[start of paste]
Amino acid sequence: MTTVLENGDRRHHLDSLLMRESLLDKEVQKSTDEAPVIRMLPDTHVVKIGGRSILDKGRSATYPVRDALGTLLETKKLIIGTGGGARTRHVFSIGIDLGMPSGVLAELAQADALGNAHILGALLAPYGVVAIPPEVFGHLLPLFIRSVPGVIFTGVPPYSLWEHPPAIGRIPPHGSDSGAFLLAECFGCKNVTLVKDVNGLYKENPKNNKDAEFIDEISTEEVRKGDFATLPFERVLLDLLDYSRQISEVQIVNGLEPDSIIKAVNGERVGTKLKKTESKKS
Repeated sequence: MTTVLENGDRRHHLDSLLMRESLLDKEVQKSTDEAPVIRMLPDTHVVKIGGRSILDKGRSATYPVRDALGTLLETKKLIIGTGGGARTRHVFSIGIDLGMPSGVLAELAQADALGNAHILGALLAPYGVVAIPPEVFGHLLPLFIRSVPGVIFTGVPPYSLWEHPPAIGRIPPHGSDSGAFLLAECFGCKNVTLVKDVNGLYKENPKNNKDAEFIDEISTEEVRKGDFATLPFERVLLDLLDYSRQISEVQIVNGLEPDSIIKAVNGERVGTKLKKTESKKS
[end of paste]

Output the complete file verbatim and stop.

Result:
Amino acid sequence: MTTVLENGDRRHHLDSLLMRESLLDKEVQKSTDEAPVIRMLPDTHVVKIGGRSILDKGRSATYPVRDALGTLLETKKLIIGTGGGARTRHVFSIGIDLGMPSGVLAELAQADALGNAHILGALLAPYGVVAIPPEVFGHLLPLFIRSVPGVIFTGVPPYSLWEHPPAIGRIPPHGSDSGAFLLAECFGCKNVTLVKDVNGLYKENPKNNKDAEFIDEISTEEVRKGDFATLPFERVLLDLLDYSRQISEVQIVNGLEPDSIIKAVNGERVGTKLKKTESKKS
Repeated sequence: MTTVLENGDRRHHLDSLLMRESLLDKEVQKSTDEAPVIRMLPDTHVVKIGGRSILDKGRSATYPVRDALGTLLETKKLIIGTGGGARTRHVFSIGIDLGMPSGVLAELAQADALGNAHILGALLAPYGVVAIPPEVFGHLLPLFIRSVPGVIFTGVPPYSLWEHPPAIGRIPPHGSDSGAFLLAECFGCKNVTLVKDVNGLYKENPKNNKDAEFIDEISTEEVRKGDFATLPFERVLLDLLDYSRQISEVQIVNGLEPDSIIKAVNGERVGTKLKKTESKKS